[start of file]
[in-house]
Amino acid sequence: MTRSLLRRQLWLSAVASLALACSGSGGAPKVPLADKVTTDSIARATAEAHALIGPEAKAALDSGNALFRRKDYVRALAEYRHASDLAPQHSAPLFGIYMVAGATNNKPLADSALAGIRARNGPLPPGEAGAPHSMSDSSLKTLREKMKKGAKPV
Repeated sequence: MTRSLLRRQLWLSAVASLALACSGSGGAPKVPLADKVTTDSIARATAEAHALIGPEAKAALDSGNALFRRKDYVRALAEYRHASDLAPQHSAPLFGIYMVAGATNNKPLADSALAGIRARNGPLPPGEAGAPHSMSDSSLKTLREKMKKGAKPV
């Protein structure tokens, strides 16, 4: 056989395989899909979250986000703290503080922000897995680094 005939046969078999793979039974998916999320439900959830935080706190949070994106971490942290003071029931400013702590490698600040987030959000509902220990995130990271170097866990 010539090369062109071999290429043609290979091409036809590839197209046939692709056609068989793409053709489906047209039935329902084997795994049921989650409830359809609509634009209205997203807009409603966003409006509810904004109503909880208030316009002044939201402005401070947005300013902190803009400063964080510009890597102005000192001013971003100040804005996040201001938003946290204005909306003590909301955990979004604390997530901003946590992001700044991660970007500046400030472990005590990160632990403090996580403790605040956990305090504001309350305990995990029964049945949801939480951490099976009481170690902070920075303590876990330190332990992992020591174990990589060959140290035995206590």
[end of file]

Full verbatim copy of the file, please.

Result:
[in-house]
Amino acid sequence: MTRSLLRRQLWLSAVASLALACSGSGGAPKVPLADKVTTDSIARATAEAHALIGPEAKAALDSGNALFRRKDYVRALAEYRHASDLAPQHSAPLFGIYMVAGATNNKPLADSALAGIRARNGPLPPGEAGAPHSMSDSSLKTLREKMKKGAKPV
Repeated sequence: MTRSLLRRQLWLSAVASLALACSGSGGAPKVPLADKVTTDSIARATAEAHALIGPEAKAALDSGNALFRRKDYVRALAEYRHASDLAPQHSAPLFGIYMVAGATNNKPLADSALAGIRARNGPLPPGEAGAPHSMSDSSLKTLREKMKKGAKPV
């Protein structure tokens, strides 16, 4: 056989395989899909979250986000703290503080922000897995680094 005939046969078999793979039974998916999320439900959830935080706190949070994106971490942290003071029931400013702590490698600040987030959000509902220990995130990271170097866990 010539090369062109071999290429043609290979091409036809590839197209046939692709056609068989793409053709489906047209039935329902084997795994049921989650409830359809609509634009209205997203807009409603966003409006509810904004109503909880208030316009002044939201402005401070947005300013902190803009400063964080510009890597102005000192001013971003100040804005996040201001938003946290204005909306003590909301955990979004604390997530901003946590992001700044991660970007500046400030472990005590990160632990403090996580403790605040956990305090504001309350305990995990029964049945949801939480951490099976009481170690902070920075303590876990330190332990992992020591174990990589060959140290035995206590």